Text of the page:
On a recent trip to Gujarat, India's westernmost state, I ate the most magnificent thali I've ever had. It was in Ahmadabad, Gujarat's largest metropolitan area, within the walled warren of narrow lanes that is the city's ancient heart. On that hot, dry summer evening I made my way through the winding streets to a beautifully restored haveli, or mansion, the roof of which was given over to a restaurant called Agashiye.
Nearly every region of India has its own version of thali, a selection of small dishes served on a circular metal platter (also called a thali), but nowhere does this iconic meal exhibit the richness, the diversity of ingredients, and the sheer abundance that it does in Gujarat. At Agashiye, I sat at a table strewn with rose petals; my meal arrived on a bronze thali ringed with bowls containing foods in a striking variety of colors and textures. There were stewed, spiced black-eyed peas; a crimson-colored sweet-sour tomato curry thick with fried chickpea noodles; a sumptuously sweet dal, or lentil stew, flavored with jaggery (Indian brown sugar) and curry leaves; batter-fried banana and bell pepper slices sprinkled with black salt; and a sweet yogurt pudding tinted a luminous yellow thanks to an immodest quantity of saffron.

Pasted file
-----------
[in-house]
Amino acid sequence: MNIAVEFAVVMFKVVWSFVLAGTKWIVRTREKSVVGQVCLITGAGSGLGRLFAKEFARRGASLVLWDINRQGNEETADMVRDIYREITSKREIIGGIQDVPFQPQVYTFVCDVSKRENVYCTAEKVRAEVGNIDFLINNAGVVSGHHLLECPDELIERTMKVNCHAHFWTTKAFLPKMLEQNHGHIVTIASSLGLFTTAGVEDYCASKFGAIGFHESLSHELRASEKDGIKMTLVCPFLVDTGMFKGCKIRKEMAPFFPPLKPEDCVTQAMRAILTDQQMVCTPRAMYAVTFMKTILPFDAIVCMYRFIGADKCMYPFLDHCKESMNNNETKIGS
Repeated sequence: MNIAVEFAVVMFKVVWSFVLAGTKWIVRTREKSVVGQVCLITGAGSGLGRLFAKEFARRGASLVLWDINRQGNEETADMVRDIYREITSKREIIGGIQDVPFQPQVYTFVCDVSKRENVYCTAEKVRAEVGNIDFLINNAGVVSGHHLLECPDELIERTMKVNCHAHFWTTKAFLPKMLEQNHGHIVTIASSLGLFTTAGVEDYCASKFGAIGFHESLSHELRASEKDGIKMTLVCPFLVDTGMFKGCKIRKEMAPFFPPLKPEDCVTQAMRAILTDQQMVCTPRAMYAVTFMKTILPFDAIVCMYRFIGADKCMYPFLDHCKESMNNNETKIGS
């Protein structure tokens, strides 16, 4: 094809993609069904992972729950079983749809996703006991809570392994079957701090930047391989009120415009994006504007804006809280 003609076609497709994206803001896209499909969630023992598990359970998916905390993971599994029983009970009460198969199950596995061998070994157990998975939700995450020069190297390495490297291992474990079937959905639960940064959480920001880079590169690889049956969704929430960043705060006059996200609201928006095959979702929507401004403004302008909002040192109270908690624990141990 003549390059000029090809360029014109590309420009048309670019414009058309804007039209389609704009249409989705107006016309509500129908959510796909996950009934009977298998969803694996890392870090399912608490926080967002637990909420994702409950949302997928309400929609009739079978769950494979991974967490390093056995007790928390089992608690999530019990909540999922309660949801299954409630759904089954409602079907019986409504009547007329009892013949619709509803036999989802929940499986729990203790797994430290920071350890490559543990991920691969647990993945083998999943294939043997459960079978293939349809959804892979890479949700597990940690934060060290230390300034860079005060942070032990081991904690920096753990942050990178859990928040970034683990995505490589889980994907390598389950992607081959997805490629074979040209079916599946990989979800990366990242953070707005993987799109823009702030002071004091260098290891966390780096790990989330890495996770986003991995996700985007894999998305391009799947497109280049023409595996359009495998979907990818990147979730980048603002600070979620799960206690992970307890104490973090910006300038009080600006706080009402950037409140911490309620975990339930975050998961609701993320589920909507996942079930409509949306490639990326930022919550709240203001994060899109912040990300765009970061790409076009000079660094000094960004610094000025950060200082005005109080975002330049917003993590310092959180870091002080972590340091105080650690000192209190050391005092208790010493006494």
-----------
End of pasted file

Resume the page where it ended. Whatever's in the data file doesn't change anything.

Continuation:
There wasn't a morsel of meat in sight, and I didn't miss it. I scooped the food from the different bowls with the fingers of my right hand or with various flatbreads. In between, I nibbled on slivers of sweet raw onion; fried green chiles; and patra, a snack of steamed spirals of taro leaf stuffed with spiced chickpea flour. With each bite, one flavor or sensation was offset by another—sweet with sour or salty, hot with cool, crisp with creamy. I sipped cucumber water and watched the chef move to and fro in his enormous open kitchen, deftly putting the finishing touches on thali after thali. He made it look simple. Looking down at the exquisite array of foods before me, I knew it wasn't.
I've been nurturing an obsession with the cooking of Gujarat for years. To me, it's the most beautiful food in the world, and the most mysterious. Certain historical and cultural forces at play in the Gujarati style of eating are easy enough to ascertain. Jutting into the Arabian Sea, this part of India was for centuries a center of trade between the rest of India and points west; it has also historically been a place where the traditions of North India and South India converge. Gujarati traders returning from far-flung lands have brought a certain cosmopolitanism to this part of India that has translated, through the years, as an openness to different foods and flavors.